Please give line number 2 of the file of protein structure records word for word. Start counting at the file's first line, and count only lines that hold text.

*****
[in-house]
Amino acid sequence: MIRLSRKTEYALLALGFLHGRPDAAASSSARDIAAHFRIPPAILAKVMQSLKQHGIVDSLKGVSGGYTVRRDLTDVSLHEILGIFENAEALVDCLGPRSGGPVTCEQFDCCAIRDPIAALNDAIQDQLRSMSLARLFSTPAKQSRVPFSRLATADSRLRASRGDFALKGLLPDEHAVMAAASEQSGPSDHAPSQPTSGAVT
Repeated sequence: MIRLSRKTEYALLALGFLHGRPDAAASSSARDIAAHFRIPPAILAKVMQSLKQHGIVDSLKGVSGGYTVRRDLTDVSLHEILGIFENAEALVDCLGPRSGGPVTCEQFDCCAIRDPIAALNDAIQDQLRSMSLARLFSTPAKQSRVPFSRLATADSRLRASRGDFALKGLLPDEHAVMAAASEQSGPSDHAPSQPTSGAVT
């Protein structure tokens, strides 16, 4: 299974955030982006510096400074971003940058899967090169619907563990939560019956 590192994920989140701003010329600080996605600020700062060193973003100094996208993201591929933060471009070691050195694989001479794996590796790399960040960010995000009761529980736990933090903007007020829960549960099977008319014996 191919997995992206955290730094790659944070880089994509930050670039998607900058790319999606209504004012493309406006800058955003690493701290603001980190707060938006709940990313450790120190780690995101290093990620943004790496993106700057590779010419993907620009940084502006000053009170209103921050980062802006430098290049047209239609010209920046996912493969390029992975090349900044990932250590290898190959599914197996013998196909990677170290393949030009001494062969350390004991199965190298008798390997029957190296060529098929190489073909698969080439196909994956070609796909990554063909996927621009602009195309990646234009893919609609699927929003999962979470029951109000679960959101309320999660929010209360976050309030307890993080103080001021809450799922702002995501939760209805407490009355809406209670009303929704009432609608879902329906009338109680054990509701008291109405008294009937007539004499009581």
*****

Amino acid sequence: MIRLSRKTEYALLALGFLHGRPDAAASSSARDIAAHFRIPPAILAKVMQSLKQHGIVDSLKGVSGGYTVRRDLTDVSLHEILGIFENAEALVDCLGPRSGGPVTCEQFDCCAIRDPIAALNDAIQDQLRSMSLARLFSTPAKQSRVPFSRLATADSRLRASRGDFALKGLLPDEHAVMAAASEQSGPSDHAPSQPTSGAVT